If you do get a chance to speak firsthand at some point, introduce yourself, go slow, and make sure they have the time and seem willing to talk. If they do, begin by talking about them, not about you. Show that you're a genuine fan of the gallery, not just another artist looking for wall space. Assuming you survive the formalities, briefly talk about why you think your art might be a fit with the gallery and most importantly, back those claims up with FACTS about the art and artists they already show-- the more facts, the better. Assuming things go well, they'll likely check you out online and have a look at your art. You can also follow up with an email if you'd like, but keep it brief. Good luck!
Q: I'm thinking about getting patents on my art to make sure nobody copies it. I want as many legal protections as possible. Is this a good idea?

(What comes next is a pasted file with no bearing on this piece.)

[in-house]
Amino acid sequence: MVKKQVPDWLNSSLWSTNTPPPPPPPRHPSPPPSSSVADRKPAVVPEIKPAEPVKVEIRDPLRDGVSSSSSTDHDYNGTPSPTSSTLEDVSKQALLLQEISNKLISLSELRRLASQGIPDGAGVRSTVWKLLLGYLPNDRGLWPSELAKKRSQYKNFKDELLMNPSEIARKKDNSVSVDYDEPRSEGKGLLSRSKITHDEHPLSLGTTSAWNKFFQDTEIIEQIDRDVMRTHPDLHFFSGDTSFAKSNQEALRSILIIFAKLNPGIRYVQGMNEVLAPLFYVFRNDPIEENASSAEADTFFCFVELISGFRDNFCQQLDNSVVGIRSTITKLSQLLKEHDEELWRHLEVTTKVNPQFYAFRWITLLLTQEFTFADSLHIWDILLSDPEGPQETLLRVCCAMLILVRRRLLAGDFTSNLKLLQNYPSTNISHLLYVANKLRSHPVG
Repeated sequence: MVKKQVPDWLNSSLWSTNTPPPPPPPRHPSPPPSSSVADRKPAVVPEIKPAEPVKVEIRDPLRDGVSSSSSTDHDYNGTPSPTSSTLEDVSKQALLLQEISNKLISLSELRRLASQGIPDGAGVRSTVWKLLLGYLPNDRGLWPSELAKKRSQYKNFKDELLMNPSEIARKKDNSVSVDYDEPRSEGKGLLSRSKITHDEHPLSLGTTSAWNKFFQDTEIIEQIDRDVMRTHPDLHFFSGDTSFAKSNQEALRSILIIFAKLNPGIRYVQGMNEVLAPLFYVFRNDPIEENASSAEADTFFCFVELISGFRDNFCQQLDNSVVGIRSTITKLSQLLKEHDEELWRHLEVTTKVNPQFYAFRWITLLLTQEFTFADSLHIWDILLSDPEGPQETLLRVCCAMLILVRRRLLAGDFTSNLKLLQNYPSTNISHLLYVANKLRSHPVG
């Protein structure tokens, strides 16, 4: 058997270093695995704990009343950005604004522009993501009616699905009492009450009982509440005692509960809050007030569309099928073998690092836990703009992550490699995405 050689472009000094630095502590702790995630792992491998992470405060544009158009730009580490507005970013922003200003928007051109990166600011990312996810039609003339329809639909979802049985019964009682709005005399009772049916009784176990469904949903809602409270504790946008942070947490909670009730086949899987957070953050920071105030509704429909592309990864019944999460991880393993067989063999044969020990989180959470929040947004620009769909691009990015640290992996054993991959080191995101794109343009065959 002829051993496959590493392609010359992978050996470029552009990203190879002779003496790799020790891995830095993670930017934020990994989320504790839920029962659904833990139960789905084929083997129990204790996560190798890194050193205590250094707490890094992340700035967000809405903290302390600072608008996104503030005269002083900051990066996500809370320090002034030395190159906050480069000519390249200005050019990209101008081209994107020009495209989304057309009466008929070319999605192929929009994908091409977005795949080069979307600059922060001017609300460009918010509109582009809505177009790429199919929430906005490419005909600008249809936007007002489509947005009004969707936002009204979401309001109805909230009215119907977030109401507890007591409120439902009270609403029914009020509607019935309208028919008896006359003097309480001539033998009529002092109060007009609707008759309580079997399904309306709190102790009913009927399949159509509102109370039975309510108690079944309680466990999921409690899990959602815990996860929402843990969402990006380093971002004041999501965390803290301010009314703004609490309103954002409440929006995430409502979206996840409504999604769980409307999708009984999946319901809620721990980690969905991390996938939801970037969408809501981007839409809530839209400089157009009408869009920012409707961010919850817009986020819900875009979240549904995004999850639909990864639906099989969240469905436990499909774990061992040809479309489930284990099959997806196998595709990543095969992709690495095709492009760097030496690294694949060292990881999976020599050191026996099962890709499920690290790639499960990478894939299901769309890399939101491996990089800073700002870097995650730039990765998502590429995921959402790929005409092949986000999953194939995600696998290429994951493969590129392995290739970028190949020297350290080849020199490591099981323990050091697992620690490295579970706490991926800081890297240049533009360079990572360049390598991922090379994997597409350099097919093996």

A: Have you invented something? A new formula for paint? New equipment for making art? I'm not a patent attorney and don't give legal advice, but if you haven't invented anything, there's nothing to patent. Your art is automatically copyrighted once you make it, if that's what you're worried about. You don't have to file anything; nothing to be concerned about there. Under certain circumstances however, registering your copyrights is advisable and you can read more about that HERE.
Keep in mind that any artist who gets a reputation for being overly protective about their art, or worse yet, threatening legal action, is destined to turn off a substantial percentage of potential dealers, galleries, and buyers. People love art because of the freedom, expressiveness, new ideas, groundbreaking concepts, and unexplored territories it introduces us to, not because it restricts with legalities. Invoke the legal system only as an absolute last resort.